Seawater is conductive and can work as the wire for one side of the circuit, but not both at the same time.


Yes and this is a perfectly acceptable and common way of eliminating galvanic corrosion. However, it is very hard to completely isolate dissimilar metals especially with moving parts.
I believe the answer is that sea water isn't a good enough conductor of electrons? However, this doesn't mean it can't happen at all.

When a NiCad battery self discharges, isn't that because it is completing the circuit internally through the electrolyte? Whereas Li Ion batteries have much less of this effect? So perhaps it is dependent on the geometry (distance to travel, surface area), and the electrolyte.
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Old 13-08-2014, 16:00   #39
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Re: Sense or nonsense hanging zinc anode overboard?

Quote:
Originally Posted by noelex 77 View Post
I still don't think this is right.
Electolytes are conductors, but you require a completed circuit. It is difficult to explain in simple terms but you are relying on the electrolyte to conduct both sides of the circuit. With two dissimilar metals and an electrolyte you have an open circuit like a battery with a single wire leading to a lightbulb nothing happens until you complete the circuit.

Seawater is conductive and can work as the wire for one side of the circuit, but not both at the same time.


Yes and this is a perfectly acceptable and common way of eliminating galvanic corrosion. However, it is very hard to completely isolate dissimilar metals especially with moving parts.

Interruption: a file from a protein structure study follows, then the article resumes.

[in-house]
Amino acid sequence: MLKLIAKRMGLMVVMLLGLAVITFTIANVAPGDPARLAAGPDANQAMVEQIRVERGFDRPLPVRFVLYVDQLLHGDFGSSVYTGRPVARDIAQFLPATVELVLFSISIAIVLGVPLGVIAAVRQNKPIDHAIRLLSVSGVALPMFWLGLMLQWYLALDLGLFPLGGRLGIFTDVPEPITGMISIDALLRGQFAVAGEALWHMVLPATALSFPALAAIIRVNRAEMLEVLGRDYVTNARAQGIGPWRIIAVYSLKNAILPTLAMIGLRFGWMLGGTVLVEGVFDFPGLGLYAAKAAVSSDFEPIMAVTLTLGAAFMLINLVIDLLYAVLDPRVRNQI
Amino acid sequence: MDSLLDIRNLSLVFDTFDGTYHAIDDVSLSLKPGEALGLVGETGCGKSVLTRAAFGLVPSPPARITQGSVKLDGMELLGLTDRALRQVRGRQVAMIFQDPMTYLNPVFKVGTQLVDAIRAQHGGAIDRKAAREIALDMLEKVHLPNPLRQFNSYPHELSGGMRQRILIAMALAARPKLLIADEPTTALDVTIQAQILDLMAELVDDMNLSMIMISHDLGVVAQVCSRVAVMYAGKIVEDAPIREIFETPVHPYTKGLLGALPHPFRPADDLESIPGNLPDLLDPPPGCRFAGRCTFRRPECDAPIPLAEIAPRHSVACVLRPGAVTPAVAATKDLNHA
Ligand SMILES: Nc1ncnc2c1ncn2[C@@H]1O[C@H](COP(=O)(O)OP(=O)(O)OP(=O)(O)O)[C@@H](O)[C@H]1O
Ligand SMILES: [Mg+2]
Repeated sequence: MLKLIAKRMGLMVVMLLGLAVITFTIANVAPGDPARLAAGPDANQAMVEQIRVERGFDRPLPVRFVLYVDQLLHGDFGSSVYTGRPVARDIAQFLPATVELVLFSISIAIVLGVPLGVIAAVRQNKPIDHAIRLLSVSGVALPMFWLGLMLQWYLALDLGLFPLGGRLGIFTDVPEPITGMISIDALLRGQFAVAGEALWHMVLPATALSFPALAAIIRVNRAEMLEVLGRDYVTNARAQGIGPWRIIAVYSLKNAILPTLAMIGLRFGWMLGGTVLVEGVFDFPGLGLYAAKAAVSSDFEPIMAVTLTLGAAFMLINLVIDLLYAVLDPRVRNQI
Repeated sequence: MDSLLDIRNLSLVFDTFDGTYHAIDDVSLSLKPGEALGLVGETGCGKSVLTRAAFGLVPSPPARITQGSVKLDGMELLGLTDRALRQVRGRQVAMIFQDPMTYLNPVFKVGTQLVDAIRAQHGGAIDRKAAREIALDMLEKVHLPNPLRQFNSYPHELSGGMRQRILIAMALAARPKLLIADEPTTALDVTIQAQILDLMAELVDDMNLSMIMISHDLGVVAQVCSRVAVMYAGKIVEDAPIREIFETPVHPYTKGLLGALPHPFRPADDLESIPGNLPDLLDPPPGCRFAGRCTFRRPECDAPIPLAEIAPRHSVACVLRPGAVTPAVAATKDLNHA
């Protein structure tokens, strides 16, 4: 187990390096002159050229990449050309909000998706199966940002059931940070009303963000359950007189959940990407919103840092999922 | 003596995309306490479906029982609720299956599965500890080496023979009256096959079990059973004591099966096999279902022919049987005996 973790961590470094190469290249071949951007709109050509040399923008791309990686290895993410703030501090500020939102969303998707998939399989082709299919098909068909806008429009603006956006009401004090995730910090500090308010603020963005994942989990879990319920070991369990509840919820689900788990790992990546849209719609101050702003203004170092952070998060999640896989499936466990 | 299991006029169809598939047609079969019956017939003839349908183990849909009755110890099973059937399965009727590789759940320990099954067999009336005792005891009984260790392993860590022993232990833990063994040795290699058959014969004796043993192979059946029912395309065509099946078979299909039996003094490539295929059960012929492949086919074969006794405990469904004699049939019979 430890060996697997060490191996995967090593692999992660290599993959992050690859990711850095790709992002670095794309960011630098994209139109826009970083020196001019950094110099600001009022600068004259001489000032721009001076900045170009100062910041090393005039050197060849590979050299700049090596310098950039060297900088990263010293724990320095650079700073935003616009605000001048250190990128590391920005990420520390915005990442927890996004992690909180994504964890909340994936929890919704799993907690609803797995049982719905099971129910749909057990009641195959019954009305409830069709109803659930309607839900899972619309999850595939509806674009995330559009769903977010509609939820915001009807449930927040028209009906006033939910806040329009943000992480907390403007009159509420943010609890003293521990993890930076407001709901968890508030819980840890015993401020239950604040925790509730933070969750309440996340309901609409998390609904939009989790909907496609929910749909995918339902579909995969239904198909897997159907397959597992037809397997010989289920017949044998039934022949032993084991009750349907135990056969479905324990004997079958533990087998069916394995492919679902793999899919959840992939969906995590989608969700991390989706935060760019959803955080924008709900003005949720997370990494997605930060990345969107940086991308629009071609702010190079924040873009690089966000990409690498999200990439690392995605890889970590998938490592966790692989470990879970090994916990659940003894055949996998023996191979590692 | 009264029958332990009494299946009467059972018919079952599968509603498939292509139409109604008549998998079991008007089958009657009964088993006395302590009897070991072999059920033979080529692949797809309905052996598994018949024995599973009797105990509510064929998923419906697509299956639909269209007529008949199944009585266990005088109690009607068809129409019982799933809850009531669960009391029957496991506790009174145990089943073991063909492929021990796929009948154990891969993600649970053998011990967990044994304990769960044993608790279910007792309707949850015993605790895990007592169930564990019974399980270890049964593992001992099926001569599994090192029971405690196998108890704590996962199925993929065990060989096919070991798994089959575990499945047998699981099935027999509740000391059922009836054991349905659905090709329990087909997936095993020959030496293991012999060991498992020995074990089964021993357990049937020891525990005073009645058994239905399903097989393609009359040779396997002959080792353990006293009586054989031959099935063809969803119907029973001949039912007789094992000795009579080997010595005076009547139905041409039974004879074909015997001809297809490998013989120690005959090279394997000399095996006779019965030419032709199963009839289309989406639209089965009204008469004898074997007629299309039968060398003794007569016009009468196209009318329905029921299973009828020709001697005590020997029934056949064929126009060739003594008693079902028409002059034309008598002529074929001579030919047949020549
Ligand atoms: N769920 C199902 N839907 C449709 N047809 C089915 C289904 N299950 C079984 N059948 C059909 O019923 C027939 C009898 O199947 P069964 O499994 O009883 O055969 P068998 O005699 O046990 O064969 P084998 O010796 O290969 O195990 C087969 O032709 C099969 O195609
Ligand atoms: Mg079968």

Full marks. For example the Statue of Liberty now has a PTFE insulating layer between the copper sheet and the wrought iron support structure for just the purpose you outline


The principle of European corrosion protection is to rely more on isolated metals then bonding


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Old 13-08-2014, 16:04   #40
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Re: Sense or nonsense hanging zinc anode overboard?

I am sorry, but adding a wire as a very low risistivity conductor only speeds up the process, it does not create it.

Read the read of my post, do the research....it's all there.

Batteries discharge slowly when not being used, some designs hold charges for longer than others but they all discharge slowly.

Anyway, I don't want to fight with anyone so last I am saying about it, but anyone who wants to learn about it can do plenty of googling, and don't just fixate on the first thing on the list. You want science and engineering articles not a comment by a boat supply shop.